Significance of the Study

Positive task orientation - the learner is willing to tackle tasks and challenges and has confidence in his or her success. b Ego involvement – means the learner finds it important to success in learning in order to maintain and promote his or her own positive self-image. c Need for achievement, which means the learner has a need to achieve, to overcome difficulties and succeed in what he or she sets out to do. d High aspiration - the learner is ambitious, goes for demanding challenges high proficiency, top grades. e Goal orientation - means that the learner is very aware of the goals of learning or learning activities, and directs his efforts towards achieving them. f Perseverance - means the learner very consistently invests a high level of effort in learning and is not discouraged by setbacks or apparent lack of progress. g Tolerance of ambiguity - means that the learner consistently invests a high level to effort in situation involving a temporary lack of understanding on confusion; he can live with this patiently and in the confidence that understanding will be coming later. 9 According to Penny Ur’s description above, it gets the interpretation through the typical of characteristics for successful students. Good aspiration will bring the learners eagerness to have a goal orientation that will impact the responsibility to complete the tasks, so it will get the need to be achieved because of that the effort. The learners are able to set strong ambitions to become confidence and patience in achieving the successful in learning process. A simple but accurate definition of motivation is not easy. It must be able to include terms that refer to such diverse states as desires, wishes, plans, goals, intents, impulses, and purposes. Some of these states imply a deliberate and calculated process involving reasons, whereas others convey a flavor of spontaneity. And then, Fritz Heider emphasized that 9 Ibid.,p. 275 “the process by which makes these interpretations or attributions causal motivation.” 10

2. Kinds of Motivation

Motivation can be divided into two kinds: intrinsic motivation the urge to encourage in the learning activity for its own sake and extrinsic motivation motivation that is derived from external incentives. Both of these have important roles to play in classroom motivation, and both are at least partially accessible to teacher influence. 11 It means that there should be synchronization and a balance between the inner and outer growth.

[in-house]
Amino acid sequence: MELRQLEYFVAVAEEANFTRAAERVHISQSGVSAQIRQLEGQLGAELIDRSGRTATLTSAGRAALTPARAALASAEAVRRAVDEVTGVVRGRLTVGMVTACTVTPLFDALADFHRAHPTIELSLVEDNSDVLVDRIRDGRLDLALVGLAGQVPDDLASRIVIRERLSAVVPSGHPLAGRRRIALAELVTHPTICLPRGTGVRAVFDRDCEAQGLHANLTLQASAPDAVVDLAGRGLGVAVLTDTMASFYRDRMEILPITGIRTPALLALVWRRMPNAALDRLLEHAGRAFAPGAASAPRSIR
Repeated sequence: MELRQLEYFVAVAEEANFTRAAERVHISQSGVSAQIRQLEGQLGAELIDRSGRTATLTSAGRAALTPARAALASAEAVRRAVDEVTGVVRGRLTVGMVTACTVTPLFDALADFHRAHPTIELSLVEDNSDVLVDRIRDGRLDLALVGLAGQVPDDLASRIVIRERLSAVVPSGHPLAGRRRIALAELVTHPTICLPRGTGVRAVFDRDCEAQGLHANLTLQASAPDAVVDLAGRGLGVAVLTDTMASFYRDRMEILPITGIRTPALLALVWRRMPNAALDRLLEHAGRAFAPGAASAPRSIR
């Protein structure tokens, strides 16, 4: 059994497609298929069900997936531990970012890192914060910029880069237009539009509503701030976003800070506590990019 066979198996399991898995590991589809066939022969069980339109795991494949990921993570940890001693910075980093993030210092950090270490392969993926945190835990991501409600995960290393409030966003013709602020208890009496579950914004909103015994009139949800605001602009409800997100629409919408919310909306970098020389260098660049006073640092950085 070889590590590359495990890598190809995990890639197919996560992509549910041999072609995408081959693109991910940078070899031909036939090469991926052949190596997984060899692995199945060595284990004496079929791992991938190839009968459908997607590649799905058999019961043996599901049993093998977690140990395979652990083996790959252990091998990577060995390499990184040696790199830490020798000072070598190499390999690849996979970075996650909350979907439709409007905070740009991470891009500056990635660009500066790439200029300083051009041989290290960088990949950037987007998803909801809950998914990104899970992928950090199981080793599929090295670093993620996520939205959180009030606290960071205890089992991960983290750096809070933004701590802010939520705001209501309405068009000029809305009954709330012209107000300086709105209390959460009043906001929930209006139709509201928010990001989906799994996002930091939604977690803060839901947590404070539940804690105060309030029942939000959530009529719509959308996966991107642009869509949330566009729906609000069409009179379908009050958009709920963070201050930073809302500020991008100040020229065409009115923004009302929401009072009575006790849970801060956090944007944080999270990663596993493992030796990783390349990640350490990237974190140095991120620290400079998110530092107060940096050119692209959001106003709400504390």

a. Intrinsic of motivation

According to Jeremy Harmer, intrinsic motivation depends on what takes place in the classroom. 12 And then, John W. Santrock said that intrinsic motivation is based on internal factors, such as self- determination, curiosity, challenge, and effort, which indicate that the internal factors themselves influence the learner. 13 Richard I. Arends stated that intrinsic motivation causes people to act in a certain way because it brings personal satisfaction. 14 Saundra K. Ciccarelli J. Noland White said that intrinsic motivation is the type of motivation in which a person performs an action because the act itself is rewarding or satisfying in some internal manner. 15 The statements, it can be understood that intrinsic motivation is driven by an interest or enjoyment in the task itself, and exists within the individual rather than relying on external pressures or desire for an obvious external reward. Stephanie Gerding says that everyone is motivated by personal desires, 10 Jung, John. Understanding Human Motivation; A Cognitive Approach. New York: California State University, Long Beach, 1978, p. 4-5. 11 Penny Ur, 1996, op, cit., p.276 12 Jeremy Harmer, 1991, op, cit., p.3 13 John W. Santrock, Psychology, New York: Mc-Graw Hill, 2005, Updated 7 th Edition, p. 428 14 Richard I. Arends, Learning to Teach, New York: Mc-Graw Hill, 2007 7 th Edition, p. 138 15 Saundra K. Ciccarelli J. Noland White, Psychology 2 nd Edition, New Jersey: Pearson Education, 2009, 2 nd Edition, p.358